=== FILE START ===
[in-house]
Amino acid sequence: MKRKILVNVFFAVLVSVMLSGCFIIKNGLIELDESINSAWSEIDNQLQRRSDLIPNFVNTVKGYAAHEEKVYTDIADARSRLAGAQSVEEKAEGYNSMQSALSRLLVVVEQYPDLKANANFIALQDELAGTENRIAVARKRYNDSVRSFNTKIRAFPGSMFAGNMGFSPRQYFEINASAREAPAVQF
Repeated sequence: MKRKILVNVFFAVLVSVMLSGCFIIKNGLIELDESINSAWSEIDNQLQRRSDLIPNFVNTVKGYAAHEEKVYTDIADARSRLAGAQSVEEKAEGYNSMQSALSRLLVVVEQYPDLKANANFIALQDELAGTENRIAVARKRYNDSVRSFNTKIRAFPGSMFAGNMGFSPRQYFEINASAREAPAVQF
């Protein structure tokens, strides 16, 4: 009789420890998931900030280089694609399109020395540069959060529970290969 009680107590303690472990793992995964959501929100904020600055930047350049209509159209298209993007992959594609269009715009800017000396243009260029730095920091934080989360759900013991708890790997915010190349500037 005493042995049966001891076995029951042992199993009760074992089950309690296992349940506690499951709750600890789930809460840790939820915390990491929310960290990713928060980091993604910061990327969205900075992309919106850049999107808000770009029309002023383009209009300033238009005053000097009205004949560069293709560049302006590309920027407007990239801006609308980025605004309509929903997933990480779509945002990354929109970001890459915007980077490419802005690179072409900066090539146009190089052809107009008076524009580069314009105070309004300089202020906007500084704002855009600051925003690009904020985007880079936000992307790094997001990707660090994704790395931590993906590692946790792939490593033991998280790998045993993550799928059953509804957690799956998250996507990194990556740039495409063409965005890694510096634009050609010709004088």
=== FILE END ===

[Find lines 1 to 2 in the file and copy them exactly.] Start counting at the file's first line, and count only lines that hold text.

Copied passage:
[in-house]
Amino acid sequence: MKRKILVNVFFAVLVSVMLSGCFIIKNGLIELDESINSAWSEIDNQLQRRSDLIPNFVNTVKGYAAHEEKVYTDIADARSRLAGAQSVEEKAEGYNSMQSALSRLLVVVEQYPDLKANANFIALQDELAGTENRIAVARKRYNDSVRSFNTKIRAFPGSMFAGNMGFSPRQYFEINASAREAPAVQF